Special issue on 'Team Performance in Collaborative and Partnered Supply Chains'
Special issue call for papers from Team Performance Management
Call for Papers
Team Performance Management
Special Issue on
Team Performance in Collaborative and Partnered Supply Chains
Nowadays it is widely accepted that companies can achieve competitive success only when they effectively assemble a network of companies that know how to collaborate, in order to create unique and difficult-to-imitate value (Dyer, 2000). The importance and contribution of teams in collaborative and partnered supply chains is acknowledged in the literature (e.g. Kannan & Tan, 2010; Min et al., 2005). Within highly partnered supply chains, such as the extended enterprise, to achieve effective sharing of risk and rewards and smooth collaborative operations, cross-functional teams constitute part of the essential ingredients to enhance collaboration and achieve common strategic intent (Spekman & Davis, 2004). For example, on a more operational level, trust-related issues about product design should be openly discussed in cross-partner teams to identify the best possible solution that would facilitate the relationship. Similarly, cross-organisational teams are established to review quality improvement approaches and product specifications (Braziotis & Tannock, 2011).
This special issue aims to extend our understanding on the contribution of teams and their performance and management in collaborative and partnered supply chains. Submissions from a wide range of theoretical perspectives in the disciplines of supply chain and logistics management, human resource management, organisational behaviour, psychology and sociology are welcome. Papers undertaking research either on the dyadic level of supply chain management or beyond are encouraged, using either qualitative or quantitative methodologies. Papers that seek to advance new methodological approaches for studying team performance in the supply chain context are also welcome. All manuscripts submitted must be original work and not under consideration by any other journal. Papers will then be subject to the rigorous, blind-review process in order to ensure quality and appropriateness. Authors considering submission are welcome to contact the guest editor with a short summary of their paper or to address any queries to Dr Christos Braziotis, at [email protected] by 5 October 2012. The final deadline for receipt of all manuscripts is 15 October 2012.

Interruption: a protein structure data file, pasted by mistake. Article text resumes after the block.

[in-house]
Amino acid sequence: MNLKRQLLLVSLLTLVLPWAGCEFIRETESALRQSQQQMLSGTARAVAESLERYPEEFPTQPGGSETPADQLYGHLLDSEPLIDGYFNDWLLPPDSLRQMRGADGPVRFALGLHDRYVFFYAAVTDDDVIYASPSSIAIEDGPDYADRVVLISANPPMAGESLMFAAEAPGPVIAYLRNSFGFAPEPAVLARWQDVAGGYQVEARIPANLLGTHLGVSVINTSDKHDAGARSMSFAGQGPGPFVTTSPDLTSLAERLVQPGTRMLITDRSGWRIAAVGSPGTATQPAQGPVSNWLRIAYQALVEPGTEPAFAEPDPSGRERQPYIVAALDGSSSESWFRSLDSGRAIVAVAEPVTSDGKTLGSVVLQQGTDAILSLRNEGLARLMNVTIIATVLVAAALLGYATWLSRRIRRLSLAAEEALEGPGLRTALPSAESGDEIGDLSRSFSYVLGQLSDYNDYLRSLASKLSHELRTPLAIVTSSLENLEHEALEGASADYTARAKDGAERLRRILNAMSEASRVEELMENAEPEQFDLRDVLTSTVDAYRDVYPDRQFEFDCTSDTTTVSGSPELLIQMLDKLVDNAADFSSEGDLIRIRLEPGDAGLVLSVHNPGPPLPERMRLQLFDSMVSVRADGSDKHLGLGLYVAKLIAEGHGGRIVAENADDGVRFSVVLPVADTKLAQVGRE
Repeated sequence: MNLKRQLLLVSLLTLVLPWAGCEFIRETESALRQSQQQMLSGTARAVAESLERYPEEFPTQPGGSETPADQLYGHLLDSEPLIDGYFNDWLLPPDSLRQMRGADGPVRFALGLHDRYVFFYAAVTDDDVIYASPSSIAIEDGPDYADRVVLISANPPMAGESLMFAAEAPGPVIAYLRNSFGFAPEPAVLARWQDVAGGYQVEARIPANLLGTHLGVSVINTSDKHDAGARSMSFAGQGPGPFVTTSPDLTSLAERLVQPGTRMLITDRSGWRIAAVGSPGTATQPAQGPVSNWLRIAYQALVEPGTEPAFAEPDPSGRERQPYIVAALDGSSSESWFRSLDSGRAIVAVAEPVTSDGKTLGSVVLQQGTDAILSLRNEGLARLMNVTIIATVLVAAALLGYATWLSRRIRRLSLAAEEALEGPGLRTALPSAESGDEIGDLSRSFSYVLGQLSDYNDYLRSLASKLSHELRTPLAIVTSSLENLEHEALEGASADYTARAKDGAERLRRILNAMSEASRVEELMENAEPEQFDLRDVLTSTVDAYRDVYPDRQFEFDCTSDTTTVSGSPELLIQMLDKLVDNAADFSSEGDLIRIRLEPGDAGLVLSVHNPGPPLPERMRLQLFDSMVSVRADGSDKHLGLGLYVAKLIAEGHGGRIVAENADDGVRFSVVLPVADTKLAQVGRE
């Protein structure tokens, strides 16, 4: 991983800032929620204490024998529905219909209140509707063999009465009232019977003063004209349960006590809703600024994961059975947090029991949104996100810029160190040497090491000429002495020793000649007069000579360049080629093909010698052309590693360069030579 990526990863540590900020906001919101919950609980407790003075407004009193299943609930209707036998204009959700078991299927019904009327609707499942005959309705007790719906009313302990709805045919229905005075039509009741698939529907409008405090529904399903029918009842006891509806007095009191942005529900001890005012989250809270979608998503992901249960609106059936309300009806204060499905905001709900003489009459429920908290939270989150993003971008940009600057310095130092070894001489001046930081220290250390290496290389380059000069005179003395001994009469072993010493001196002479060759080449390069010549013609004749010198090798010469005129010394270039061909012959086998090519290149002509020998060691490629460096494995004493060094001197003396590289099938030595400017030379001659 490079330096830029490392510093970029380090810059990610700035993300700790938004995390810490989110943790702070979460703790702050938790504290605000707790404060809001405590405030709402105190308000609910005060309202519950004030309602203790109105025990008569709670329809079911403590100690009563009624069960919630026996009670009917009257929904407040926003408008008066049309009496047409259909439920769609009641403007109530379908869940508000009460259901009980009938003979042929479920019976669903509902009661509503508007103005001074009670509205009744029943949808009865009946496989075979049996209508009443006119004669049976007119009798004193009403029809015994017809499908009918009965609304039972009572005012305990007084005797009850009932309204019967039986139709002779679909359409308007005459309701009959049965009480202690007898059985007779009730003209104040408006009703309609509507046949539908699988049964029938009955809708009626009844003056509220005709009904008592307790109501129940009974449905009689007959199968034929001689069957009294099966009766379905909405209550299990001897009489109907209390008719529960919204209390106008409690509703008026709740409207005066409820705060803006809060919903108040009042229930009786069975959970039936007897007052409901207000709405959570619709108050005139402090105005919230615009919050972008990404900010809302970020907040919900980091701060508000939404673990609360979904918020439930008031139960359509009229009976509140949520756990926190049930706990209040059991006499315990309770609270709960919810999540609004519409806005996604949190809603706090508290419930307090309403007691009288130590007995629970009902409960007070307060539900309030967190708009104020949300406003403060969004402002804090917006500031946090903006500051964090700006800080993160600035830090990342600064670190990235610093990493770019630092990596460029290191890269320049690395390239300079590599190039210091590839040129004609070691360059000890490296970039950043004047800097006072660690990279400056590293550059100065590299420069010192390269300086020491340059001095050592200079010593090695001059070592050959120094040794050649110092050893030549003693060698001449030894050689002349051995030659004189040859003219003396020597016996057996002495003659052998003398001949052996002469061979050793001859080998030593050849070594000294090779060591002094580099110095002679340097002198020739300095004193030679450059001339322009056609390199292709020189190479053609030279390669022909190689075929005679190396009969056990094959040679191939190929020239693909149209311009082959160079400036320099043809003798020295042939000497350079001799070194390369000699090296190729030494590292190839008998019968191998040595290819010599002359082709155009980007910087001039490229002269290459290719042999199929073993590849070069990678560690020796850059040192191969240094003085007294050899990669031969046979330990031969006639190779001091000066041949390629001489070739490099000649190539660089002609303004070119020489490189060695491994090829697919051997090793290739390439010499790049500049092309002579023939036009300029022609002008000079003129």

Papers could focus on the role of cross-functional and/or cross-organisational teams in collaborative and partnered supply chains. Potential topics, although not exhaustive, could be:
• Team performance and supply chain collaboration and/or partnership relationships
• Team performance and co-creation of value
• Current and/or innovative approaches to team performance measurement and management in collaborative and highly partnered supply chains, such as extended and virtual enterprises
• Team formation, performance, management issues and/or enhancements in risk and revenue sharing partnerships
• Team performance and institutional trust, commitment and information sharing within and among teams in collaborative supply chains
• Team performance and effective communication channels in collaborative supply chains
• Team performance issues and supplier development in supply alliances
• Co-location-related issues and/or characteristics in collaborative and partnered supply chains
Manuscripts should not exceed the customary word length of 7000 words for Team Performance Management and must adhere to the TPM submission requirements. These can be found at: http://www.emeraldinsight.com/authors/writing/index.htm.
Submissions to the issue should be made through ScholarOne Manuscripts: http://mc.manuscriptcentral.com/tpm.
Emerald encourages authors for whom English is not a first language to avail themselves of the Emerald Publishing Editing Services before submitting their manuscripts. For more information on this service visit http://info.emeraldinsight.com
Dr Christos Braziotis
Division of Operations Management
Nottingham University Business School
Wollaton Road, Nottingham, NG8 1BB, UK
Tel +44 (0) 115 951 4026
Email: [email protected]
Braziotis, C., & Tannock, J. (2011). Building the extended enterprise: key collaboration factors. The International Journal of Logistics Management, 22(3), 349-372. doi: 10.1108/09574091111181363
Dyer, H. J. (2000). Collaborative Advantage: Winning through Extended Enterprise Supplier Networks. New York: Oxford University Press.
Kannan, V. R., & Tan, K. C. (2010). Supply chain integration: cluster analysis of the impact of span of integration. Supply Chain Management: An International Journal, 15(3), 207-215. doi: 10.1108/13598541011039965
Min, S., Roath, A. S., Daugherty, P. J., Genchev, S. E., Chen, H., Arndt, A. D., & Richey, R. G. (2005). Supply chain collaboration: what's happening? The International Journal of Logistics Management, 16(2), 237-256. doi: 10.1108/09574090510634539
Spekman, R. E., & Davis, E. W. (2004). Risky business: expanding the discussion on risk and the extended enterprise. International Journal of Physical Distribution & Logistics Management, 34(5), 414-433. doi: 10.1108/09600030410545454